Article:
My Sexy Middle School Dance Wardrobe
From regrettable rhinestones to platform sandals
Growing up in San Antonio, Texas, where at age fourteen I was an increasingly goth Jesus-camp alumna praying for boobs, I wondered how to look sexy for middle school dances. At school we wore boxy white and navy uniforms, so the pressure to dress in a hot-adult fashion didn’t exist all the time. It only really rose to the fore around school dances, which conveniently aligned with every major Christian holiday, as well as St. Patrick’s Day, Valentine’s Day, and Cinco de Mayo. I tried to study what sexy looked like, but this was Texas, and I had no idea what sex actually entailed other than disease, unplanned pregnancy, and late-night murders in your car at the drive-in.
I didn’t get a sex talk beyond abstinence, and considered my own purity circumstantial and mildly embarrassing. The only thing that confused me more than the idea of sex was my desire for it, which I believed I could quash if I prayed hard enough, while maybe also persuading God to give me cleavage, or at least some rhythm for when Petey Pablo’s “Freek-a-leek” came on. Sadly, we were told at Jesus camp that prayers for ourselves were bad prayers, prompting several of us to cry and one girl to eat a tube of toothpaste. Without divine assistance, I resorted to trolling Limited Too catalogs for sparkly, stretchy improvements to my wardrobe, creating a collection of clothes I now define as “aspirational sexuality.” Cue the fog machines, and my English teacher’s downcast look of disappointed terror. I would have provided photographic evidence except it’s all buried in unlabeled boxes in my mom’s water-damaged storage unit. So I’m including hand-drawn illustrations instead, because, once again, I cannot find any of these photos. Any of them. Anywhere. Honest.
White tank top with rhinestone palm-tree decal
This tank told people that I was easy going (false) and liked palm trees (true?). And, the only thing that could make palm trees even chiller was bedazzling them. I usually wore this with white capris, so the palm really stood out and/or coordinated with my orange and yellow braces bands. It’s also a nice choice for shuffling side-to-side, arms crossed, to Britney Spears’ “I’m a Slave 4 U.” Let me go, and just listen.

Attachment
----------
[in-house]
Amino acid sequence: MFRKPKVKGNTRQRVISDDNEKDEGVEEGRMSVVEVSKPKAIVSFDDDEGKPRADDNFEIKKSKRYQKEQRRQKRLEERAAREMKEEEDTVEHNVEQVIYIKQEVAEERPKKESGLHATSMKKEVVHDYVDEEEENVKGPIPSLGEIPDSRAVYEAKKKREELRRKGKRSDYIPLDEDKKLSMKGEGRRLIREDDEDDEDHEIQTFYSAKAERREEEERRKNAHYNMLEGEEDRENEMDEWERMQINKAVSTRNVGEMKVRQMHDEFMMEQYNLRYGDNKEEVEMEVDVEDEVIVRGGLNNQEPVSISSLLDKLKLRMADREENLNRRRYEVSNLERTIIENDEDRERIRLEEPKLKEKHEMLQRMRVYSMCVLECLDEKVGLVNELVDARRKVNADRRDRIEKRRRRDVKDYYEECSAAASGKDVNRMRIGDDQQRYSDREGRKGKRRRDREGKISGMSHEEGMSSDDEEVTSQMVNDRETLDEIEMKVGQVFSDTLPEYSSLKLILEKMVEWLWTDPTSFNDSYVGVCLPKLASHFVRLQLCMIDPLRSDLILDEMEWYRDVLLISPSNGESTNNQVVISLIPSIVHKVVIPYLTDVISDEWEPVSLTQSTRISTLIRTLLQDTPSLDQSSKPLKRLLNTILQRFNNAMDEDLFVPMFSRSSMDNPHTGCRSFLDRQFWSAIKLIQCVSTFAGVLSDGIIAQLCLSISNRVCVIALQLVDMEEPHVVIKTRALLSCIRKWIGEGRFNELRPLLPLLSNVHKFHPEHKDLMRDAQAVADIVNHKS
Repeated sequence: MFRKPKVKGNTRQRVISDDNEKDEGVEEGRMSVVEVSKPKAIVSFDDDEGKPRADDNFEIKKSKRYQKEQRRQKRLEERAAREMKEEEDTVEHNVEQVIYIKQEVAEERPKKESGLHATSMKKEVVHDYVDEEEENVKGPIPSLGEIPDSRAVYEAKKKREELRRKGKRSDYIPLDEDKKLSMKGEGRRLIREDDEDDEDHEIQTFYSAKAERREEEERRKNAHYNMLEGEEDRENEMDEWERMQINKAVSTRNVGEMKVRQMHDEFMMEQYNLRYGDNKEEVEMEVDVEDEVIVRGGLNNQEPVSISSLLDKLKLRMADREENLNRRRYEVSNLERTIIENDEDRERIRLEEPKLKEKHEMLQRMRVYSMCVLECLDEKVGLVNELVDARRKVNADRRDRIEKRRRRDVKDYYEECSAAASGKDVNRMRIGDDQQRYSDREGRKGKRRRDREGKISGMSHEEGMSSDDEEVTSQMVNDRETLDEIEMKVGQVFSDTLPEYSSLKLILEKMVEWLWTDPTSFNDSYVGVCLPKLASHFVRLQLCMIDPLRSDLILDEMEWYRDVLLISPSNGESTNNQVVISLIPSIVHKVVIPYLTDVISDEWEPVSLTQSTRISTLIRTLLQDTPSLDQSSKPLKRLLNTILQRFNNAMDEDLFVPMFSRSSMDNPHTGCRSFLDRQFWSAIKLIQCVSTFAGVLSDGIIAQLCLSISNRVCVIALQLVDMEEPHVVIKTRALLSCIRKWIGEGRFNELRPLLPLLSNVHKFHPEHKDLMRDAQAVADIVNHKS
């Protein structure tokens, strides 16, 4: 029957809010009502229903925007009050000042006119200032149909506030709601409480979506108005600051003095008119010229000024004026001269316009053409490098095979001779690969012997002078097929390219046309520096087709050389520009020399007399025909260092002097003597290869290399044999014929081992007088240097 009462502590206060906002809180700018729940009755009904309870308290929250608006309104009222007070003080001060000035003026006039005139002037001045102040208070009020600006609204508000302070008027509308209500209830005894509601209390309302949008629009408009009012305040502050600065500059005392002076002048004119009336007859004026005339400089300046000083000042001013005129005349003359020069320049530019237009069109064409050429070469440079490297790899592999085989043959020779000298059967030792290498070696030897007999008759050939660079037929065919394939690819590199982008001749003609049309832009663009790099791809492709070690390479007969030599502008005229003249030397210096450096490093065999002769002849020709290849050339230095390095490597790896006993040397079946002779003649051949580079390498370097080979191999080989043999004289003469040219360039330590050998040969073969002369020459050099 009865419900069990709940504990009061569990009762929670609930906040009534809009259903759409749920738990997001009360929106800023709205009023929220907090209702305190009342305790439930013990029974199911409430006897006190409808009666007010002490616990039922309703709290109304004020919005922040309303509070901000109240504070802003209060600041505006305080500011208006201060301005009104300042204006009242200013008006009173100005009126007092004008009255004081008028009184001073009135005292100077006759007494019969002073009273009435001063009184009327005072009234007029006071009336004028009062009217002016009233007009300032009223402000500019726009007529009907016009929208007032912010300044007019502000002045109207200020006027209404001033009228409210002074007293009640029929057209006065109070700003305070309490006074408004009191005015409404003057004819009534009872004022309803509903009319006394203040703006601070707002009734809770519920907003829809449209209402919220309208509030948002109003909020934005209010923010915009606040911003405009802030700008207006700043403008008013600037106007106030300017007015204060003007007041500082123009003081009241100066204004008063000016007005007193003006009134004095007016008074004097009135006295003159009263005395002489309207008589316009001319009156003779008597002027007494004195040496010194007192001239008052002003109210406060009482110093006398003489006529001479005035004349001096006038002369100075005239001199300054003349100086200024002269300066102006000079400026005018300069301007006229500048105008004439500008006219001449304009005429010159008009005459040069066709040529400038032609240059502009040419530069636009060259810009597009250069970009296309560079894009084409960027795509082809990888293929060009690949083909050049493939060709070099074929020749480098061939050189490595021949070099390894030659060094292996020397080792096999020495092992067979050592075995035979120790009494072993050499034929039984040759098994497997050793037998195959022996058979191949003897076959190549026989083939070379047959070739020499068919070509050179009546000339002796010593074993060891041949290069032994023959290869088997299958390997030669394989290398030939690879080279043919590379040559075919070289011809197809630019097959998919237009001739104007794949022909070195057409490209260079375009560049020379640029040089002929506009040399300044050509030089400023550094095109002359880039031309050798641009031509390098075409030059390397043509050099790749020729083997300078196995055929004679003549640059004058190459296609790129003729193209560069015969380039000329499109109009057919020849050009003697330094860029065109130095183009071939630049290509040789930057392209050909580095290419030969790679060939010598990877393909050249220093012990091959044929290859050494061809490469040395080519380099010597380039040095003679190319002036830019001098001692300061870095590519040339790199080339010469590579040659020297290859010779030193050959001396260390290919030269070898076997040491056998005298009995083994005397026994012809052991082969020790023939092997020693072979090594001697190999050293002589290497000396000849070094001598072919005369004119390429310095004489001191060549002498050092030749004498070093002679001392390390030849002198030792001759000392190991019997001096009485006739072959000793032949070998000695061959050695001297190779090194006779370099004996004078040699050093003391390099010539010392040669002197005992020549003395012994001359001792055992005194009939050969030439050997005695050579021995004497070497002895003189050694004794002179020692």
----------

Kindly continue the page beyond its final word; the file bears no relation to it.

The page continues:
A Roy Lichtenstein “call me” comic print t-shirt
I don’t know how someone got the rights to reprint this as a skin-tight Lycra tee for teens, but someone did. And when you’re single and haven’t hit puberty, wearing “call me” across your rib cage is really the best strategy you can hope for. That said, any prospective Romeos would need to call the landline and have my mom answer, because I was still a year away from getting a Nextel rubber-coated construction chic walkie-talkie cell, which my dad always said “roger” into when calling me.
Crochet fringe mini skirt
This micro denim Abercrombie number was the crown jewel of my aspirational sex appeal collection, especially when I wore it to compete in a Miss Teen Reggae contest at a Sandals beach resort in the Bahamas with my parents in the audience. I’m more than a little disappointed to say I lost. I also want to say I was robbed but that was not the case.
Zip-up red glitter collared shirt
Look, you could zip it all the way up and all the way down, in one fluid motion. Fluttering Count Dracula lapels to go with my Partridge family bangs. Who could say no to this genderless glitter Travolta child, other than most people? I usually paired it with stretchy black flared pants and my plastic black platform sandals. Without fail it left a glitter trail over the car upholstery as I flung myself into the backseat to get away from my mom, and avoid her post-mortem of the night. Glitter on the car seats, carpet, ceiling — everywhere.
Black plastic platform sandals
These were a Valentine’s gift from my mom, acquired at Target, which is still one of my favorite places for deeply mediocre things. I think these were plastic, but they also could’ve been some other synthetic material. They had grey foot-beds, which weren’t ideal for concealing foot sweat stains and debris from the gym floor. Nonetheless, they served as block platform hooves that gave me confidence as I clopped into the room to a censored version of Juvenile’s “Back That Azz Up,” which was later Bowdlerized to the more ambiguous “Back That Thang Up.”
Silver Rose long-sleeve
This was another glitter staple and again, served as a giant doily distraction from the fact I had nothing up top except my sparkling personality. As the neon lights cycled along the gym floor I liked the way the glitter refracted off my rib cage, like when those dead baby ghosts are freed from purgatory in The Haunting. With this impressive light refraction, I wondered how the guys huffing from the smoke machine could pass me up for Aerosmith’s “I Don’t Want to Miss A Thing,” but their loss. Again, glitter was just everywhere.
Lace-up crotch pink corduroy bell-bottoms
Another major staple, in the vein of Colombian dreamboat Juanes, who was sex incarnate, and whom I was striving to resemble. Though granted, Christina Aguilera was also in her “Dirrty” phase and wore lace-up everything, so my lace-up crotch inspirations were far-reaching. Notably, I also wore these pants when I was food poisoned at Disney World — too dirty to clean my act up.
Bonus: This whole post should be sponsored by Old Navy, but since that’s not the case I’ll at least give a vague shout out to those head kerchiefs, which I owned in several paisley and denim patterns. What demented style genius knew babushkas would be on trend? I hope whoever you are, you’re drinking champagne in a hot tub with the evil mastermind behind the bubble shirt, which I owned in not one but two ombré patterns from the bargain bin at Sam’s. Here’s to the memories, you two! Santé!
Caitlin Brady is a humor writer who thinks gifs will save us.